A Powerful POSEition
The Scene is Set
Our group chose the issue of the lack of representation of minority groups in comic books and how that can affect the readers. This includes people of color, women, individuals of all shapes and sizes, and the LGBTQ+ community. To complete this project, our group held a table at the Commons Mainstreet where students could come over and hear what we had to say. To attract more people, we had a large cardboard cut out of Groot (as seen in attached photos), a large collection of comic books provided by Mehr, and free merchandise from a local Baltimore comic book store called Cosmic Comix.
Our group invited people to the table and attempted to create a discussion and raise awareness and like any activist, we collided with negative comments, arguments from people we thought would be on our side, and differing opinions. Continue reading
I chose to do my activism project on consent as I have read articles and listened to conversations about how people were sexually assaulted or inappropriately touched. A few of the conversations that I overheard involved persons that I knew personally and professionally.
Starting off at MS Swim, I genuinely did not think of it as a form of activism. I have volunteered routinely at various organizations since I was 14, and it has just become a way of life for me. However after going through this course, Studies in Feminist Activism, I have come to understand the true activism that takes place through volunteer work.
My activist project was centered around obtaining and advocating for elective credit for the zero credit gym classes that all UMBC students are required to take in order to graduate. I decided to focus on this issue for my project because it is an injustice that I have noticed from the moment that I arrived at this university and I have also heard many other people voice their frustrations about having to pay for classes that will not move them further toward graduation. I was inspired to stand up for all UMBC students and I truly was, and still am, motivated to enlist change in this aspect of UMBC.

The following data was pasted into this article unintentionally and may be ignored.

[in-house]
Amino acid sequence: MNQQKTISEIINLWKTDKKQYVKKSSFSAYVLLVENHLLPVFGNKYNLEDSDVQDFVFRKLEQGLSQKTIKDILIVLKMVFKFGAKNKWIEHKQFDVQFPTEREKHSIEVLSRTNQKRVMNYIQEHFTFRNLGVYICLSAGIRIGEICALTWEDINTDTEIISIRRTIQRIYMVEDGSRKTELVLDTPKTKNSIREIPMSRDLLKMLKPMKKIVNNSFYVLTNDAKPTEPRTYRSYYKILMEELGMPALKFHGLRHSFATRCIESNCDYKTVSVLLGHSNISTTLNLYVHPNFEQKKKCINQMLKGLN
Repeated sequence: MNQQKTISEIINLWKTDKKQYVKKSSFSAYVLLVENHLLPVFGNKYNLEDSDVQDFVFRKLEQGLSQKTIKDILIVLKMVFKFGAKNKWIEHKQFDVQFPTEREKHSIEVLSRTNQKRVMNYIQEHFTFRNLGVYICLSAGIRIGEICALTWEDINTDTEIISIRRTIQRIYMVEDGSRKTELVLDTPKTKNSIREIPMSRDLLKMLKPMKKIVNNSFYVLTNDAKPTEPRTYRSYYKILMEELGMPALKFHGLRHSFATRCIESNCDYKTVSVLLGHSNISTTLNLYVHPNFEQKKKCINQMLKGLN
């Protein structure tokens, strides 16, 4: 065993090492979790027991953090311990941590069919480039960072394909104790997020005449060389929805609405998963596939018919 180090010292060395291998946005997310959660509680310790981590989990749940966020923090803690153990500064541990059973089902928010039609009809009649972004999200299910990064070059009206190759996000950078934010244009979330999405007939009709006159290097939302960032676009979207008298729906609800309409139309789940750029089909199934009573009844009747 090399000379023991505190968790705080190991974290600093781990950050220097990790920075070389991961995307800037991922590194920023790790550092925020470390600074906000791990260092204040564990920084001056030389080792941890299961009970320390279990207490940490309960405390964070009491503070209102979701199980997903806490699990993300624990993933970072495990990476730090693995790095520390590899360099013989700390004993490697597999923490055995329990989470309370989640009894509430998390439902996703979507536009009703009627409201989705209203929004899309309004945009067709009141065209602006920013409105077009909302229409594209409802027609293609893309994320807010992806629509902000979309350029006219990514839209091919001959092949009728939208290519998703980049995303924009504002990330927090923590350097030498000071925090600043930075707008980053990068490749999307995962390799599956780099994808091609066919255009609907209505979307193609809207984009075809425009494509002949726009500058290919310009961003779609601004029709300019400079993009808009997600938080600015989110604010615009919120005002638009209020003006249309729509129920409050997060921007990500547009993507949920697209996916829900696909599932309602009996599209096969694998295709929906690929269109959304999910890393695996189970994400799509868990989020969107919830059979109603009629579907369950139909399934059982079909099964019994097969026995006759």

My project focused on how the university requires all students to take physical education classes that do not count towards their 120 credits needed to graduate because they are “institutional credit”
Sexual assault is a hot topic right now. We have the #MeToo movement, brought about by Harvey Weinstein’s misconduct in the workplace, as well as a slew of other movements addressing the same issue. Just this week, Bill Cosby was found guilty on all three counts of aggravated indecent assault and could be facing up to 30 years in prison. These movements have permeated popular culture, at times becoming the focal point of major broadcasting stations, but somehow they have been unable to change, or even shift, the culture in higher education.
So many students are affected by sexual violence. With a problem this large, we should make it our mission to protect them. We should arm them with information, not only about how to prevent these things from happening, but also about what to do in the event of a violation. Where do you turn if you were assaulted? What do you do if it happens to a friend? Are other students facing the same problems and, if so, how do they feel about it? I wanted to address these questions in my activism project, and I believe I was able to do so.
The University of Maryland, Baltimore County (UMBC) offers various different meal plans for students to purchase throughout the entire semester. These meal plans come with their own individual perks and benefits, as some meal plans are catered more towards certain students than others. However, these meal plans are not free, and range any where from a few hundred dollars for commuter-only plans to a few thousand dollars for full-time on-campus students. Because meal plans are relatively expensive and require students to use these plans only for on-campus food suppliers, the goals of this project were to bring awareness to the “real-cost” of a meal and if the cost of these meal plans provided by UMBC accurately reflect on the quality of food that is provided.
Empowerment: The process of becoming stronger and more confident, especially in controlling one’s life and claiming one’s rights.
For our Gender and Women Studies Activist Project we set out to empower young girls and women by showcasing already empowered women of UMBC. We chose to do our project on Women Empowerment because we feel that there is a strong need for young women to feel a sense of self-worth and confidence about themselves. We feel that young girls, in particular, are susceptible to society’s criticism and that these young women need to be “lifted up” rather than “torn down.”